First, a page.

One of Britain's foremost theatre managers and impresarios, Val Parnell also performed an instrumental role in the popularisation of television following the launch of ITV in 1955. The variety shows he produced between 1955 and the early 1960s played a crucial role in establishing the new channel, offering viewers something fresh and exciting in opposition to what some saw as the staid programming of the BBC.
Born Valentine Charles Parnell in London on 14 February 1892, with the theatre in his blood (his father was the ventriloquist Fred Russell), he began working as an office boy for a music-hall circuit at the age of 13. By 1945 he had risen through the ranks to become managing director of the Moss Empires theatre circuit. As such, he was in direct control of some of London's most prestigious theatres, including the London Palladium.
As Managing Director from January 1956 of Associated Television (ATV) - holder of the London weekend and the Midlands weekday franchises - Parnell held responsibility for all of the company's productions, but with his showbusiness background he naturally took a personal interest in its variety output, the production of which he had already been involved with at ATV before taking up his post.
Beginning on Sunday 25 September 1955, three days after ITV had begun transmission, Val Parnell's Sunday Night at the London Palladium (ITV 1955-65) presented viewers with a quality of variety rarely seen on British television: a weekly show transmitted live from London's premier theatre offering a mixture of homegrown and international acts (the first show featured Gracie Fields and American singing star Guy Mitchell). The weekly visit to the Palladium was central to the new channel's success. The star names, the ebullience of presenter Tommy Trinder (the first of many over the years), the high-kicking Tiller Girls and the public participation game 'Beat the Clock' combined to make the show essential Sunday evening entertainment.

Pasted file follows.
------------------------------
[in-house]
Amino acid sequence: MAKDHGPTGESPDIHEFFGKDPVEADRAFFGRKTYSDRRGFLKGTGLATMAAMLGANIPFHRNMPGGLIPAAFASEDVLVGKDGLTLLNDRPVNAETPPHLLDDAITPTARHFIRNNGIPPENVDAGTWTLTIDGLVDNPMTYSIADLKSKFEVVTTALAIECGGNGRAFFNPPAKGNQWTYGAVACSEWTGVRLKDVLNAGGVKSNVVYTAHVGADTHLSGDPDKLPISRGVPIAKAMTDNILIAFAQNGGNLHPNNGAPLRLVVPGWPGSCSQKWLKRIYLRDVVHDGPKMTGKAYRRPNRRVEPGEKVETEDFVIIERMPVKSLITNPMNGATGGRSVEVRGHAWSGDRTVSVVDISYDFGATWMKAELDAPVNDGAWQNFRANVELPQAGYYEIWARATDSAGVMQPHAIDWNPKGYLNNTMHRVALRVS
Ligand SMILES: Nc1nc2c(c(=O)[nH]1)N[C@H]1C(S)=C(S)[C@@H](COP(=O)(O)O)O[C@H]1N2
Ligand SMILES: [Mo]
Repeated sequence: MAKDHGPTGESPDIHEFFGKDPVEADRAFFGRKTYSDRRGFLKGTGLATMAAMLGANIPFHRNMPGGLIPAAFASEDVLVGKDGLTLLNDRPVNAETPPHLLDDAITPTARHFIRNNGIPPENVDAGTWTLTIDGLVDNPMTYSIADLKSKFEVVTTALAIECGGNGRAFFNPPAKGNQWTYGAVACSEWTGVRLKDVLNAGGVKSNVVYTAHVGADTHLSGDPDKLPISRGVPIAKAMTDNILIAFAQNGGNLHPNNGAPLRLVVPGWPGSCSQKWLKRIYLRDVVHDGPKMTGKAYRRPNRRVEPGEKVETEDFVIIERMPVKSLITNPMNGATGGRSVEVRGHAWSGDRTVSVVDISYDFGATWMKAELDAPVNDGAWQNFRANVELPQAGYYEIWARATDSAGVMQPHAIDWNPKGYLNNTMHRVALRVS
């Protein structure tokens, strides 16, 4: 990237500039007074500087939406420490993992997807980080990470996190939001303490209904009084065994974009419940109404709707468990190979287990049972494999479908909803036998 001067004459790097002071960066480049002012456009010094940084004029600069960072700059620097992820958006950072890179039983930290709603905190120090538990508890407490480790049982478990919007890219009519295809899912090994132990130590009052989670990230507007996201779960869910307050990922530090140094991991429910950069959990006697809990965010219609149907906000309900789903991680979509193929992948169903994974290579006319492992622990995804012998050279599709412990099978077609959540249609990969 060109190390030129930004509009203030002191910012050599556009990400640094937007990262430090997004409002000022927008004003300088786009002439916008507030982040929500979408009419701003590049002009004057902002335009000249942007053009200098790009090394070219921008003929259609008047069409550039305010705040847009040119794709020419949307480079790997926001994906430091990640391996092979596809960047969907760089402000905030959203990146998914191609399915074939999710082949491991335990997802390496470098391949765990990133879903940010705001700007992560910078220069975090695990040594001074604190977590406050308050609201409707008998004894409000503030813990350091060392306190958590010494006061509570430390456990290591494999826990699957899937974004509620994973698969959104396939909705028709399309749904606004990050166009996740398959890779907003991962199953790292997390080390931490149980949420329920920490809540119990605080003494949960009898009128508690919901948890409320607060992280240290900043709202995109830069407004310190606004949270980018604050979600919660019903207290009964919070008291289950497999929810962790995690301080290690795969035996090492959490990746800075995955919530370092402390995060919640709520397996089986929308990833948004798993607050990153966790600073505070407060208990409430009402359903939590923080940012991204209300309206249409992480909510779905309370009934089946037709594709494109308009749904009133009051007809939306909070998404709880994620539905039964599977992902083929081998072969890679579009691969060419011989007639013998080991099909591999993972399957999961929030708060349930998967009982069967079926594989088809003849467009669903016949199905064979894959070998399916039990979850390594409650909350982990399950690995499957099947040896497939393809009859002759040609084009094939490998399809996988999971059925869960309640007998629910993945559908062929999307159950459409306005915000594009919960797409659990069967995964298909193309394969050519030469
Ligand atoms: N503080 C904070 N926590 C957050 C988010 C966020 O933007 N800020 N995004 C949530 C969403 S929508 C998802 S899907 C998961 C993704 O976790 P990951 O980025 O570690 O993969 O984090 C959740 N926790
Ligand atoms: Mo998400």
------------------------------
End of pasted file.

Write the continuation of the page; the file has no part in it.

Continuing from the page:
For the first six weeks of its run, Parnell also presented Palladium Preview (ITV, 1955), transmitted earlier the same evening in order to introduce the stars of that night's show.
Having conquered Sunday evenings, Parnell turned his attentions to Saturday with Val Parnell's Spectacular (ITV, 1956-61). Departing from the format of its Sunday forerunner, the Saturday show was largely devoted to one artist (and his or her guests), beginning with The Gracie Fields Show (tx. 10/11/1956).
Other series and specials from the Parnell stable included the variety special, billed simply as Variety, mounted to open the ATV Midlands network on 17 February 1956; Val Parnell's Startime (ITV, 1956-60; initially called Val Parnell's Variety Startime); Young and Foolish (ITV, 1956), among whose regular cast was Parnell's nephew, Jack Parnell, who, with his orchestra, would soon became a fixture of many ATV variety shows; Folies Bergere Revue - Paris by Night (ITV, tx. 9/9/1956) with Benny Hill and Tommy Cooper heading the bill; New Look (ITV, 1958-59), introducing faces new to television; Val Parnell's Sunday Show (ITV, tx. 25/6/1961) starring Tommy Steele; and All Kinds of Music (ITV, 1961).
Other series to emerge from ATV while he was managing director include sketch series The Arthur Haynes Show (ITV, 1957-66); soap opera Emergency - Ward 10 (ITV, 1957-67); sitcom The Larkins (ITV, 1958-64); the secret agent drama Danger Man (ITV, 1960-62; 1964-68); and the Gerry Anderson puppet animation series Supercar (ITV, 1961-62).
Although he remained as a director of Moss Empires until 1960, he had resigned as managing director in 1958 to concentrate on his work for ATV (he also retained an interest in the Palladium). In September 1962 he stepped down as ATV's managing director, to be succeeded by Lew Grade, although, again, Parnell remained on the company board as a director.
He continued to present Val Parnell's Sunday Night at the London Palladium until June 1966, although it endured some name changes. Between September and December 1965 it was renamed The New London Palladium Show, becoming simply The London Palladium Show from January 1966 until it limped to its ignominious close in February 1969. Parnell, however, had ceased to serve as executive producer after the episode of 12 June 1966.
While ITV has sporadically returned to the Palladium to mount variety shows such as Sunday Night at the London Palladium (ITV, 1973-74), Live from the Palladium (ITV, 1987-88), and Tonight at the London Palladium (ITV, 2000), none has recaptured the glories of Parnell's days at the helm.
Parnell resigned from the board of ATV in 1966 to live in retirement in France. He died on 22 September 1972.